By Sarah Kinney
If by chance, you happened to wander inside 921 Main Street, the former Congregational Church, you might become a bit confused and start browsing. The set of “Yard Sale,” Jonathan Dubey's latest play, is ready for its season of performances.
Built by Dave Dubey, Jill Dubey, Patrick Galligan, and the cast, the set is incredibly detailed, down to the gingerbreading on the porch.
On a lawn of green grass several folding tables are covered with the remainder of Aunt Irene's belongings, everything she couldn't bring to assisted living. There is a wide assortment of items: crystal bowls, a bean pots, cast iron pans, lamps, a family of rubber ducks, Halloween and Christmas decorations, and a big wheel.
Great-nephews Dennis (Mario Molina) and Robert (Tanner Cote) are packing up her house where they used to spend a month in the summer during their youth.
Now, the lattice work on the porch is a bit cracked and the curtains on the front door are dated.
The yard sale brings back lots of fond memories for the brothers, but it also immerses them in the zany world of yard sale people, for which they are not completely prepared.
“I always found the people watching experience to be more valuable than the treasure hunting,” Dubey said of his childhood experience shopping at yard sales with his mother.
The brothers in the play meet 21 yard sale shoppers, each with their own spin on stereotypes.
“Other than those two [Dennis and Robert] there are 21 customers. Giving them all names would have been overload to both the actors and the audience,” said Dubey. Eleven actors play the different shoppers.
Sam Kilbride plays a grumpy old man with a propensity for semantics, a woman obsessed with “Antiques Roadshow” and convinced something would be much more valuable if sold at auction, and a single mother shopping with her young son (Shaun Goyette).
Pamela Abbott and Danielle Robichaud play women who aren't “early birds” but are “old birds.” Abbott also plays a kleptomaniac, and Robichaud's second character offers to buy everything left at the yard sale for $40.
Dubey, writer and director of the play, acts in three roles: as a friend of Kilbride's auction fanatic, a man who thinks the aunt's things are just fabulous, and cowboy-like singer.
June Desmond plays a husband looking for nails even though his wife (Miranda Brazier) tells him he already has a basement full. She also plays a neighbor who allegedly lent Aunt Irene a butter dish.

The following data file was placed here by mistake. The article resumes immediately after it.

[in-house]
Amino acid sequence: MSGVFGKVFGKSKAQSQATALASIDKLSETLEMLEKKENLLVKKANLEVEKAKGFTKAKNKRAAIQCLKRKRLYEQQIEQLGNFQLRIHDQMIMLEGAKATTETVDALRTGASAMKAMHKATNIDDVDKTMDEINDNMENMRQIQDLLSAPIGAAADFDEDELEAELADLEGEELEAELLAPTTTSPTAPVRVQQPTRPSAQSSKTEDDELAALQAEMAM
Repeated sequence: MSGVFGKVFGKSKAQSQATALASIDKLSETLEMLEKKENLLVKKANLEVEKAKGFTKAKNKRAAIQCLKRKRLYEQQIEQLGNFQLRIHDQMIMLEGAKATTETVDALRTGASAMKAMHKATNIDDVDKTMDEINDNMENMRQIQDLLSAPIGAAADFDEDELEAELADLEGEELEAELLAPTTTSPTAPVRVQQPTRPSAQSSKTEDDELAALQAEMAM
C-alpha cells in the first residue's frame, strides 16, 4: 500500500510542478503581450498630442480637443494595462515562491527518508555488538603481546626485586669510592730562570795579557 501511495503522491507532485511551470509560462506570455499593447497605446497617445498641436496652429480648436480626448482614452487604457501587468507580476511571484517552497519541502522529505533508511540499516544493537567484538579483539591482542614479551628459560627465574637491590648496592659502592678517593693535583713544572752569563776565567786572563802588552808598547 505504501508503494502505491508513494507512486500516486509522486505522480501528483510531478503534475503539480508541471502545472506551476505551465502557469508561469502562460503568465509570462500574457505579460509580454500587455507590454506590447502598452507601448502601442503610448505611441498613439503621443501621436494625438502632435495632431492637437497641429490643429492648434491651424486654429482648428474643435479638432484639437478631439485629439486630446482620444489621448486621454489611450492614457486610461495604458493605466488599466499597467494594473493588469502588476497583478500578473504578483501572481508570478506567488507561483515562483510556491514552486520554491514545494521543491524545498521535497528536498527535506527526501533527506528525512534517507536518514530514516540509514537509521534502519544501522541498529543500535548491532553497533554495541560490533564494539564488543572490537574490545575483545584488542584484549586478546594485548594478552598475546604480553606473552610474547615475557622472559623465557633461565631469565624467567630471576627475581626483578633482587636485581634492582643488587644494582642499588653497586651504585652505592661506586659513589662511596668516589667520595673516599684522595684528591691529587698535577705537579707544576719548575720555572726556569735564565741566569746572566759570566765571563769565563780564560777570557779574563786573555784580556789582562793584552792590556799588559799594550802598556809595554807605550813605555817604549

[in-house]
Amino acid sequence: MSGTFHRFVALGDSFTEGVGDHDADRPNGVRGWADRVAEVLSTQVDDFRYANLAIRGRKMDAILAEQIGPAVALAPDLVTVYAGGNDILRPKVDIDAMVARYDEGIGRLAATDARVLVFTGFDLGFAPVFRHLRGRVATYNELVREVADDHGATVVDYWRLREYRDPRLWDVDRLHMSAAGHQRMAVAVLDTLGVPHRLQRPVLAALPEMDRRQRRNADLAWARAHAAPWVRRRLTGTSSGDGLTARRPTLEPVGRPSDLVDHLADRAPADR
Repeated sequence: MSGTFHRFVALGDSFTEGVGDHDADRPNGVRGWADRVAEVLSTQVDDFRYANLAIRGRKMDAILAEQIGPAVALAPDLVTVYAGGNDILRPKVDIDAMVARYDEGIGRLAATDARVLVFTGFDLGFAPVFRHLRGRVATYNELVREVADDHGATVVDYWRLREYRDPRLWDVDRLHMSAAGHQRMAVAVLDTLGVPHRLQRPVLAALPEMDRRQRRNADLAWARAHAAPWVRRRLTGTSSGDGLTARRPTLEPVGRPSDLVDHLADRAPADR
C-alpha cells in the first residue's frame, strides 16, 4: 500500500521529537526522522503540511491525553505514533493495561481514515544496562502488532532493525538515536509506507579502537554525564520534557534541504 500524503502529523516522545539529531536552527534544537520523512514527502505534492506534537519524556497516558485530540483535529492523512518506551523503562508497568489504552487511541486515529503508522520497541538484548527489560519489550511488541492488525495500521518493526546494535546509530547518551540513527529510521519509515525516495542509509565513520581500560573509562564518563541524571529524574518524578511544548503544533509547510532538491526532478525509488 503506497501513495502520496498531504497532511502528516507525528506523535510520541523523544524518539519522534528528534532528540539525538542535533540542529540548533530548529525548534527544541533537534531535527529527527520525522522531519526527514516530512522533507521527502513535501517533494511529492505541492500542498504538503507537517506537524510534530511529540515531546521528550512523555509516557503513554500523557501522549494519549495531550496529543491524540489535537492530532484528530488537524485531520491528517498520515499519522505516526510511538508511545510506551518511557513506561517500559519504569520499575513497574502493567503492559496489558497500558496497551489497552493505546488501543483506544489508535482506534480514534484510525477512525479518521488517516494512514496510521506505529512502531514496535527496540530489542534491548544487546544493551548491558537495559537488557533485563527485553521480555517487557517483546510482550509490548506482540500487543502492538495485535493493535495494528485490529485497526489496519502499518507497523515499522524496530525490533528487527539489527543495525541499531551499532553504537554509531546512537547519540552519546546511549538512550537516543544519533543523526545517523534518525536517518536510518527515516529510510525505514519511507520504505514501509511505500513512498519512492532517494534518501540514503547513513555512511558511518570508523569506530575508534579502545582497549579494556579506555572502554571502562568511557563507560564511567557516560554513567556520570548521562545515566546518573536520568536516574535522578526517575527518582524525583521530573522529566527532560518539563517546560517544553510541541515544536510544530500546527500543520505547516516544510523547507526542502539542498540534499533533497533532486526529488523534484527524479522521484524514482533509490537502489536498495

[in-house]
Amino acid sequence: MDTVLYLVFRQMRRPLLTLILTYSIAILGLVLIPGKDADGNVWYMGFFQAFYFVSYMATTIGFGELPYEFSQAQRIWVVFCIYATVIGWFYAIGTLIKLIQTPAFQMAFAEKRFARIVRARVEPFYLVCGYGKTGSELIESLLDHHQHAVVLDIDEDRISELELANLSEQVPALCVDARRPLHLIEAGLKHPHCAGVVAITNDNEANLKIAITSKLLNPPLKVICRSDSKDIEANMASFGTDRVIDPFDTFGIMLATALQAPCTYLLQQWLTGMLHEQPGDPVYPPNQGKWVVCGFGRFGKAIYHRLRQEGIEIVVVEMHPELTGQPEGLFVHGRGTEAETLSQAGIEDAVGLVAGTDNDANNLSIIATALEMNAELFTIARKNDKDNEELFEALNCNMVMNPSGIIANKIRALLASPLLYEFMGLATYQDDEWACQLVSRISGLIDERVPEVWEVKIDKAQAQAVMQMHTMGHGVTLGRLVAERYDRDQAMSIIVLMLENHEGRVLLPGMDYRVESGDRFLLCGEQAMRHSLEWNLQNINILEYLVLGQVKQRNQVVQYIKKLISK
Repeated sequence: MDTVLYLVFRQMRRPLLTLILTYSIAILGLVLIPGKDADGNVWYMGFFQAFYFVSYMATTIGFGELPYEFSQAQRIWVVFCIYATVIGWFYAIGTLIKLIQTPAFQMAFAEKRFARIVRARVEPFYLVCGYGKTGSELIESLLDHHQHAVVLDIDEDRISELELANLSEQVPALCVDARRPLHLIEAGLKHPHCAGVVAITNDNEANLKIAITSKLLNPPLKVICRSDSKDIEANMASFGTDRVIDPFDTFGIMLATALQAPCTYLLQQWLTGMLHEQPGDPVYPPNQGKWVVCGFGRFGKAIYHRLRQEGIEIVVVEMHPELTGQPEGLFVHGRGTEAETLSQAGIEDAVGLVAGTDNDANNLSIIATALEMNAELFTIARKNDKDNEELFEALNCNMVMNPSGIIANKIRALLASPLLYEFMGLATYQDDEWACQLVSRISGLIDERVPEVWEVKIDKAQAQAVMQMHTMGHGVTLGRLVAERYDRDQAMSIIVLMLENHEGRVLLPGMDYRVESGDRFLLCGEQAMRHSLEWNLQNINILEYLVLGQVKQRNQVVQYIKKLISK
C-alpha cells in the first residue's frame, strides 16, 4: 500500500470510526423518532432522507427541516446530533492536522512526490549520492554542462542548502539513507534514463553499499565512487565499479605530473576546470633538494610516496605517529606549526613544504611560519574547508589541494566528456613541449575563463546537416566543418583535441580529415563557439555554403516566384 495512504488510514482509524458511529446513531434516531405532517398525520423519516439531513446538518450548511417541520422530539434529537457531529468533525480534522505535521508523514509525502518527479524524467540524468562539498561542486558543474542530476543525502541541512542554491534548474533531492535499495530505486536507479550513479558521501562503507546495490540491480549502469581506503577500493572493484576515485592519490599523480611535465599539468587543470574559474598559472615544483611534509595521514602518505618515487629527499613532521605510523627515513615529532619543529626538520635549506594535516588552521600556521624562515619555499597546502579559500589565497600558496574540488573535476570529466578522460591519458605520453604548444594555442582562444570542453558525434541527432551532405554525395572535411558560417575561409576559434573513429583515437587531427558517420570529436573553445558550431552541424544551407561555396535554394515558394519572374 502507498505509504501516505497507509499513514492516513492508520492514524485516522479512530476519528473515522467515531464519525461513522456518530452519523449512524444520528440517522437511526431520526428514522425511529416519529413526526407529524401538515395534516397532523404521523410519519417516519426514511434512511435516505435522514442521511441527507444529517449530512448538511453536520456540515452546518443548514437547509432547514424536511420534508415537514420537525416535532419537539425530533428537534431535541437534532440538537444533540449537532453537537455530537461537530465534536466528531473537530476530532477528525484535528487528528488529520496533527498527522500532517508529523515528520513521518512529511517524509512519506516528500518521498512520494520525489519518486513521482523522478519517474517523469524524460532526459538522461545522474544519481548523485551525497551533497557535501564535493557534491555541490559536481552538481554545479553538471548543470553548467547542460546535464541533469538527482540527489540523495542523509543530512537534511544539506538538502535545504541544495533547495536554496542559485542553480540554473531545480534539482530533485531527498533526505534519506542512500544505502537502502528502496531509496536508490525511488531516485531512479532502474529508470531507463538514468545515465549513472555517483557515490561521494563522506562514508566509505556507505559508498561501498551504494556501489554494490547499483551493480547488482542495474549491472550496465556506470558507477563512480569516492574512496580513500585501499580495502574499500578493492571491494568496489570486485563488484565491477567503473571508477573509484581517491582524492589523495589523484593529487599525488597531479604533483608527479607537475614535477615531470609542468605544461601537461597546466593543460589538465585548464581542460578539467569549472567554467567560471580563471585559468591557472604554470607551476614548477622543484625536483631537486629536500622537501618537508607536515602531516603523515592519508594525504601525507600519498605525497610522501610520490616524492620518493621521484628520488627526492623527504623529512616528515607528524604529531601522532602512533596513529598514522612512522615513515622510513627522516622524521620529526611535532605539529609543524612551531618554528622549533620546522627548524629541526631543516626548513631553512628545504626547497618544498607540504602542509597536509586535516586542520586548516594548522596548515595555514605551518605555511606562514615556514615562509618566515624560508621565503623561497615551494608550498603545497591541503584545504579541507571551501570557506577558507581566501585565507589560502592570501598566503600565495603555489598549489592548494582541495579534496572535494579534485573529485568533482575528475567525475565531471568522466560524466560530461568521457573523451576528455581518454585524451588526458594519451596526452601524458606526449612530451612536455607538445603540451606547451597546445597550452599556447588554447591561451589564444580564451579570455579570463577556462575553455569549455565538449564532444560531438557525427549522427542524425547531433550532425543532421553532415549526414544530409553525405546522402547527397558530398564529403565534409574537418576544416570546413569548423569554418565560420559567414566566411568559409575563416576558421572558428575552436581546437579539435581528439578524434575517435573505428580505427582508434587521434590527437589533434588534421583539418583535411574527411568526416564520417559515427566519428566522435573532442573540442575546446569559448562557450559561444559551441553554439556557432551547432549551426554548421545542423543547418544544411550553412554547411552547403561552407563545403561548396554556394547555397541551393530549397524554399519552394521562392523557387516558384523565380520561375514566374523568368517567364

Drea Chevarie plays a woman who comes to the yard sale only speaking French to the brothers, and Kelly, the girl-next-door of the boys' youth.
Natalie Mae played a man running a competing yard sale, and wife to Dubey's “fabulous” character.
Amelia Kendall saves the day by solving a problem with a Christmas decoration that just will not stop singing.
“It's catchy,” says Dennis of the song.
“So is lice,” retorts Robert.
Reilly Wood plays a guy who absolutely refuses to pay $5 for three cast iron pans, even though he stops Kendall's character from buying them. He also plays a silent hippie-guitarist.
Other members of the cast include Lori Korzga, Tyler Fowler, and Sheri Goyette on lights.
“They are a very talented cast, and it is always fun to push limitations,” said Dubey. “I believe that there is almost nothing that some of these people can not do on stage.”
There is certain to be lots of laughs watching Dennis and Robert deal with the bizarre social “rules” and people of the yard sale experience. Anyone who has ever held or been to a yard sale is sure to recognize some of the character tropes.
“There is almost no better feeling than seeing an actor speaking the lines I've written,” said Dubey. “Except one thing: hearing an audience laugh at a joke that I have written.”
Intertwined with the wit and jokes of the performance, there is also heart.
In the process of the yard sale, the brothers must put a value on the past, both their own and their aunt's. Dennis muses that everything Aunt Irene had was only now worth $317.
Through the play, Dennis and Robert learn that there comes a time to let go of people and things.
The atmosphere of the play is different from Dubey's play last summer, “Arthurian.”
“'Arthurian' was a passion project, a story that was very close to me since childhood,” he said. “[This year,] I wanted to do a show that would be a familiar concept and hopefully draw a crowd.”
Dubey requested yard sale stories from the public, and some made into the script.
Others were left out because of the technical difficulty of trying to put them onto stage.
“One example being a recommendation that baked goods would be sold in the show and subsequently a seagull attack would occur,” he said.
During the dress rehearsal, Dubey thanked everyone for their support and attendance.
“Live theater is kinda dying out everywhere,” he said, “and we need to keep it going.”
“Yard Sale” will be held August 9, 15, 16, 21, 22, and 23 at 7:30 p.m. with doors opening at 6:30 p.m. and on August 17 at 4:30 p.m. with doors opening at 3:30 p.m.
Admission is pay what you can, with a suggested donation of $10.
“People of this area have done a great job in the past supporting local live theater, and it is time to do so again. Not just out of the goodness of your heart, we are offering something in return: a laugh filled night of entertainment,” Dubey said.